Audrey Ronning Topping recently published China Mission: A Personal History from the Last Imperial Dynasty to the People’s Republic, an account of China as seen by three generations of her family. She discussed the book, which is previewed here, with Susan Kille.
Q: How long did you work on China Mission?
A: For 30 some years off and on. In 1975 I was in China on assignment for The New York Times and National Geographic when I heard about the discovery of the life-size clay soldiers guarding the tomb of China’s First Emperor, who was buried in 210 BCE. It was the most important archeological find since King Tut’s tomb. I flew to the ancient capital of Xian and became the first Western journalist to witness the excavation of the incredible find. My story was a world scoop. I was awed by the working site resembling an ancient battlefield with legions of broken soldiers and horses half buried in the red earth of the Yellow River Valley. Then it struck me: Here I am witnessing the reincarnation of Emperor Qin Shihuang Ti. The history of China’s first Imperial Dynasty was being revealed before my eyes. After the establishment of the first dynasty my missionary grandparents had witnessed the fall of the last dynasty 2,200 years later. While looking into the ancient site I decided to write a book about how the history of \my own family was entwined with the history of China. The actual writing of China Mission took about three years but while it was cooking I published two other books: The Splendors of Tibet and Charlie’s World: The Improbable Adventures of a Hong Kong Cockatoo and his American Family.
Q: Descriptions in family letters to and from China bring this book alive with first-hand accounts. How did the Ronnings preserve these letters?
A: I think handwriting is a lost art. In the olden days, before email and Twitter, people like my grandparents, Halvor and Hannah Ronning, as well as my parents wrote intimate and thoughtful letters by dipping quill pens in India ink under the light of oil lamps. In those days, no one threw letters away. They were cherished and kept in special boxes or secret drawers. Later, some family letters were typed with carbon copies. My grandparents also sent letters about their work to mission headquarters both in Norwegian and English, which were kept in files.
Q: What was missing from the family archive that you wish was there?
A: In China my grandfather wrote a diary of letters to his brother Nils in Minneapolis, who took it upon himself to destroy letters he felt too intimate for others to read and I regret that. I also regret that I never met my grandmother or my great-aunt who died 20 years before I was born. As a child I was told I looked like my grandmother and I was curious about her life. I started writing the story of Hannah but Halvor kept taking over and became the strongest character. I knew my grandfather well and loved him deeply. He was a great storyteller and told many of the stories in the book.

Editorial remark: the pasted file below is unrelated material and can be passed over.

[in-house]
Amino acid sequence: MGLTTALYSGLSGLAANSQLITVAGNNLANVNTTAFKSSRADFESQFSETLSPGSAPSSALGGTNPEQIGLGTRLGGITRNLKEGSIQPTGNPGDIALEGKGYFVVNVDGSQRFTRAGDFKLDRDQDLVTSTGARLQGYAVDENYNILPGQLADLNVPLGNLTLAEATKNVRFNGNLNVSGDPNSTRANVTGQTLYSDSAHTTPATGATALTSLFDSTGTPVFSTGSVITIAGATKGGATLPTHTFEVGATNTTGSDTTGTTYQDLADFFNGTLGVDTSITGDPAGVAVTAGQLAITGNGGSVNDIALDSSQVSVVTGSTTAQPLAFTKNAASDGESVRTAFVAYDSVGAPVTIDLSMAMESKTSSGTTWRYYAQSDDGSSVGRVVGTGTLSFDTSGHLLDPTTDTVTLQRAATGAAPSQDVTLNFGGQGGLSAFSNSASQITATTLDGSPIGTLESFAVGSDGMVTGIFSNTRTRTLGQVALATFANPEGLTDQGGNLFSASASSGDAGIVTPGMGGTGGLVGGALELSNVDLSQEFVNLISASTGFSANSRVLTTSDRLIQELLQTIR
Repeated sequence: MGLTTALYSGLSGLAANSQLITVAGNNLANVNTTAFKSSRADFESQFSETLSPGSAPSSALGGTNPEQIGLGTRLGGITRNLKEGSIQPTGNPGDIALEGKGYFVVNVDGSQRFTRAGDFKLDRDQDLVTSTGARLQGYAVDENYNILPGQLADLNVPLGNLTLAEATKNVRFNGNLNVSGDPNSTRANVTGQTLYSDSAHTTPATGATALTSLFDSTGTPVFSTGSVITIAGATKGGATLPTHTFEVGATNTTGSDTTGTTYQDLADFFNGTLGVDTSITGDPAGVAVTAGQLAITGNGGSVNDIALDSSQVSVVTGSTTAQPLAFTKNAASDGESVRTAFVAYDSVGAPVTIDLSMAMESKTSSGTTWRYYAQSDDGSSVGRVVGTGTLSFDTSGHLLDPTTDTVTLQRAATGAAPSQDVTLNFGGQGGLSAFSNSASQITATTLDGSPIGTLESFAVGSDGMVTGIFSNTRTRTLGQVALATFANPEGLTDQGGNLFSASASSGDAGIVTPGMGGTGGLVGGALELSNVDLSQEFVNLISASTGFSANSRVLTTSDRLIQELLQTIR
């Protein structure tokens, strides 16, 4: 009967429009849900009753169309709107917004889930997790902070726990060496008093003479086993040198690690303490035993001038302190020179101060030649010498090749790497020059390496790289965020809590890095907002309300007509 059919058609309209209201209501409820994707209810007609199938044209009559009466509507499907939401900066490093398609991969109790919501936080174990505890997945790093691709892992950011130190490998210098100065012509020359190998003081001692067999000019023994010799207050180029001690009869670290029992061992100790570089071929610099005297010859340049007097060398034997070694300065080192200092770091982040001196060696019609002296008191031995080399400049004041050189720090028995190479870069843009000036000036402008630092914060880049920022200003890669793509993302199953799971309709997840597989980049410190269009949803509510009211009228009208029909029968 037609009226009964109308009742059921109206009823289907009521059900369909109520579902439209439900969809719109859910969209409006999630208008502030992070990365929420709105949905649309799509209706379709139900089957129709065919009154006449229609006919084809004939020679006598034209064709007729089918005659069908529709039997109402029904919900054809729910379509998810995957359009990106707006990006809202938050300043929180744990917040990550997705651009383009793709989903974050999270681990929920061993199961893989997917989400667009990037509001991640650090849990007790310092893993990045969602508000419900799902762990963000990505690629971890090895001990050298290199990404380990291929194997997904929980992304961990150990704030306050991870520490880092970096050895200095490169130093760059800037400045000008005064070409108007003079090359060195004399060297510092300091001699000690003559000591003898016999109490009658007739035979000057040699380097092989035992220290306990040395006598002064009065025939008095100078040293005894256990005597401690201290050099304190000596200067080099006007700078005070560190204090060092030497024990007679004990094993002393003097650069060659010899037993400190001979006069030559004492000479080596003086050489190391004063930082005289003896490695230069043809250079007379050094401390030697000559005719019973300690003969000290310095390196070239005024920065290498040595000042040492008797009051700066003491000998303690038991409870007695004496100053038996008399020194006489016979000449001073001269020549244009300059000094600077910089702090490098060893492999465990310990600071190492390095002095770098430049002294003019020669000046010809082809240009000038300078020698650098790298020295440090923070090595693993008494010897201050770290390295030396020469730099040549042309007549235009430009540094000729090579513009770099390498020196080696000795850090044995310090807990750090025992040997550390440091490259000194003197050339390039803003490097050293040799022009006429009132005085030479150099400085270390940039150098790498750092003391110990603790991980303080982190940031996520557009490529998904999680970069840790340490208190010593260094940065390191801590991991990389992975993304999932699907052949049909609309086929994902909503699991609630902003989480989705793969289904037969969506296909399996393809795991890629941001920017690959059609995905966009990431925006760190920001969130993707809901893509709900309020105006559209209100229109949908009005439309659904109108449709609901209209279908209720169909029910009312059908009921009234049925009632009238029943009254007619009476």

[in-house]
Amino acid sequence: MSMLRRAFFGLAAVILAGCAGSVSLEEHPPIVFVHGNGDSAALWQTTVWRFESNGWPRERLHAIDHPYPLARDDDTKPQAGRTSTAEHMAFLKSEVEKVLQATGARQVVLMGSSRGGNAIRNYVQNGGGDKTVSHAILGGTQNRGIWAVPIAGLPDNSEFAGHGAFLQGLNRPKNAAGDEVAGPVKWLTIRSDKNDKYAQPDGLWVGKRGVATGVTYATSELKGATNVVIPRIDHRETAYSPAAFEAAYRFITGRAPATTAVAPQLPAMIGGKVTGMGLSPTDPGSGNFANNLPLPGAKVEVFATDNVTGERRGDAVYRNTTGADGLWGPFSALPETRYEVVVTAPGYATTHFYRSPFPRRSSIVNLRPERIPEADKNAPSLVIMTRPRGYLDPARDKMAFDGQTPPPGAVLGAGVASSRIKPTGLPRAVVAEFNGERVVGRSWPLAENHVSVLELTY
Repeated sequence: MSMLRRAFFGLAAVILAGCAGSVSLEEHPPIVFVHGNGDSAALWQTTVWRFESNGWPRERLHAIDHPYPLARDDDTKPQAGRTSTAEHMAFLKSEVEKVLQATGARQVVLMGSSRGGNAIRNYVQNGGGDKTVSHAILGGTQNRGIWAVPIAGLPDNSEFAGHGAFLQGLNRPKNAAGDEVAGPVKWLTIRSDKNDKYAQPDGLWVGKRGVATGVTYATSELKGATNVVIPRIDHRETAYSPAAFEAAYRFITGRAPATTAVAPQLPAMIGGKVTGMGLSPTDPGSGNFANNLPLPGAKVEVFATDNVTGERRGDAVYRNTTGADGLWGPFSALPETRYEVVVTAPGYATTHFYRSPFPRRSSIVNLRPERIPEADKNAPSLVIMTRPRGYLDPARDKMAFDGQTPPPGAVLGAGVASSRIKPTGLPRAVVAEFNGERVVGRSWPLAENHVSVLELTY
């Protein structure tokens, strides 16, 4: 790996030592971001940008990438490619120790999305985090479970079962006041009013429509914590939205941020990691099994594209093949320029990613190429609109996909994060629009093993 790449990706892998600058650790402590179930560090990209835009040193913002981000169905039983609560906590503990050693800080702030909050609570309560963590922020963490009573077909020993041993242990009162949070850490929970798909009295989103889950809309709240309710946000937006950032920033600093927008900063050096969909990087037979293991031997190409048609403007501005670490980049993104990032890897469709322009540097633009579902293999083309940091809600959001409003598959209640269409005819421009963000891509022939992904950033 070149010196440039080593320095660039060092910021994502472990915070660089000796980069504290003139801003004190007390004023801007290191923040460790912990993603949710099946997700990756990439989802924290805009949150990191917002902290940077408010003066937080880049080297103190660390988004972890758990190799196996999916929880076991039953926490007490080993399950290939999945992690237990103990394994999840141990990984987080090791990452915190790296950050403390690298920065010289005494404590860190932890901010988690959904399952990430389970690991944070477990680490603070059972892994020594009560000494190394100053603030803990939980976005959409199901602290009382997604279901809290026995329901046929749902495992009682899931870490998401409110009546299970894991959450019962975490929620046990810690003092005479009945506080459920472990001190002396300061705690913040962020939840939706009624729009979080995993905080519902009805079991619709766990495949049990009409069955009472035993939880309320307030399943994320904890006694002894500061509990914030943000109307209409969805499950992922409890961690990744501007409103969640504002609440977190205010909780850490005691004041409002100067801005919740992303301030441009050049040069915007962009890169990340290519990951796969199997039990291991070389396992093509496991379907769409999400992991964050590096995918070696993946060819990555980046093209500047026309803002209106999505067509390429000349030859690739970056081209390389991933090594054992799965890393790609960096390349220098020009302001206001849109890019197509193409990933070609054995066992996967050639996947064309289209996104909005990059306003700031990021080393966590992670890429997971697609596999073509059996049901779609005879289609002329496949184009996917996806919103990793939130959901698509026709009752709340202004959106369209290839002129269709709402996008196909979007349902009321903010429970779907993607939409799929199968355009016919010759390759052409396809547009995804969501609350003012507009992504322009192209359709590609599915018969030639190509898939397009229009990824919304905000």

Q: Did you come across surprises?
A: Yes I was amazed at the wonderful way they expressed their feelings and the acute observations. Many were both funny and prophetic.
Q: Do you have an anecdote to share about organizing the book?
A: The first draft ended when my family settled in Canada in 1928 shortly before I was born. It was generously accepted by LSU Press but the anonymous reader, who later turned out to be Andrew Burstein, suggested many cuts but commented that it ended too soon. So I added the three last chapters and the epilogue.
Q: In today’s world, letters are rare. Will future historians do as well with emails, videos and blogs?
A: The world has speeded up and is changing so fast that we don’t have time to think. One cannot reveal profound thoughts and inner feelings in 25 words or less. Emails and blogs can represent a stream of consciousness with little regard to facts. Short videos are often shot out of context and can give the wrong perspective. I don’t believe they will be as valuable to future historians as hand-written letters were.
Q: While making clear the deep Christian faith that began the Ronnings’ relationship with China, the book is never moralizing. Was that a challenge?
A: No, not moralizing was never a challenge, perhaps because my grandparents and parents were not judgmental. They were more concerned with giving than taking and never felt superior to the Chinese or sorry for themselves. They spoke Chinese and understood the enormous problems facing China. Which is more than I can say for some other foreigners in China.
Q: Is there anything you did not put in the book but wish you had?
A: Oh yes! I am constantly thinking of what I left out and I would like to write the whole book over. I feel I have only revealed the tip of the iceberg but writers have to know when to stop. I haven’t learned that yet.
Q: What do you predict is in China’s future?
A: Remember that China is the only civilization on earth that has come down through the ages intact. The women of China, especially, are a special breed, a strong force that has evolved through “survival of the fittest.” They are demanding “Half The Sky” and although China has and will have great problems, both environmental and political, I believe that China is on the road to a special type of democracy with feminine Chinese characteristics.
Q: Your father made a “three wishes journey” to China. Where would you go on such a trip?
A: Well I might wish that my five daughters, seven grandchildren and two great grandchildren will accompany me back to China to visit the Buddhist Temples Caves again — with a stopover in Norway to pay my respects to my ancestors in Telemark and a romp in Galapagos Islands.